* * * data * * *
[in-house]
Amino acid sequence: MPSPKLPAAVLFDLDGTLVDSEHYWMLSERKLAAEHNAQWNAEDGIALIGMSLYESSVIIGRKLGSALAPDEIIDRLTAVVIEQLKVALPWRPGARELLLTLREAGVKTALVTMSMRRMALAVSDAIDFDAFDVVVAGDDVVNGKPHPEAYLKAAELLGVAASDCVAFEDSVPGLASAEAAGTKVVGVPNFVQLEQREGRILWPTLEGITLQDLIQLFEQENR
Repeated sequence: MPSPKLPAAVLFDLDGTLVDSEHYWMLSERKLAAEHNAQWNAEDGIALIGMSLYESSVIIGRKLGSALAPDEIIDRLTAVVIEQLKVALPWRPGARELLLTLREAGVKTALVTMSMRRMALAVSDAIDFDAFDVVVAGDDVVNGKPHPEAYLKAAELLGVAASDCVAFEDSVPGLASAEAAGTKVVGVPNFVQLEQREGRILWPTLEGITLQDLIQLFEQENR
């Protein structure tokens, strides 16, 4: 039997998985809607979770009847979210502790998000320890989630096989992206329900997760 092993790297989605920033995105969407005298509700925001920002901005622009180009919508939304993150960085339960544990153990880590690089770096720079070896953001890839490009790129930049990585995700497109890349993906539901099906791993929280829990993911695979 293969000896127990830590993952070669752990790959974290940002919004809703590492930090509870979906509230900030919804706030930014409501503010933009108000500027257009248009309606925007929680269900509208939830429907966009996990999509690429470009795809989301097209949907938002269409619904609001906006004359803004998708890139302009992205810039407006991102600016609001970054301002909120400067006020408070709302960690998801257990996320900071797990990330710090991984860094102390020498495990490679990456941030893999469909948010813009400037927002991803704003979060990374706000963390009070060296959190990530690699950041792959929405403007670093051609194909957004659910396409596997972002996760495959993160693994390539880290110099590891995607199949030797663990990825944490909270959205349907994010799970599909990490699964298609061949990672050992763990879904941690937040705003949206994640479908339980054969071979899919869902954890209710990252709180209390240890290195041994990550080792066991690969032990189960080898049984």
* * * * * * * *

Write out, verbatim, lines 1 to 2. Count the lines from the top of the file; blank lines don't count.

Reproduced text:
[in-house]
Amino acid sequence: MPSPKLPAAVLFDLDGTLVDSEHYWMLSERKLAAEHNAQWNAEDGIALIGMSLYESSVIIGRKLGSALAPDEIIDRLTAVVIEQLKVALPWRPGARELLLTLREAGVKTALVTMSMRRMALAVSDAIDFDAFDVVVAGDDVVNGKPHPEAYLKAAELLGVAASDCVAFEDSVPGLASAEAAGTKVVGVPNFVQLEQREGRILWPTLEGITLQDLIQLFEQENR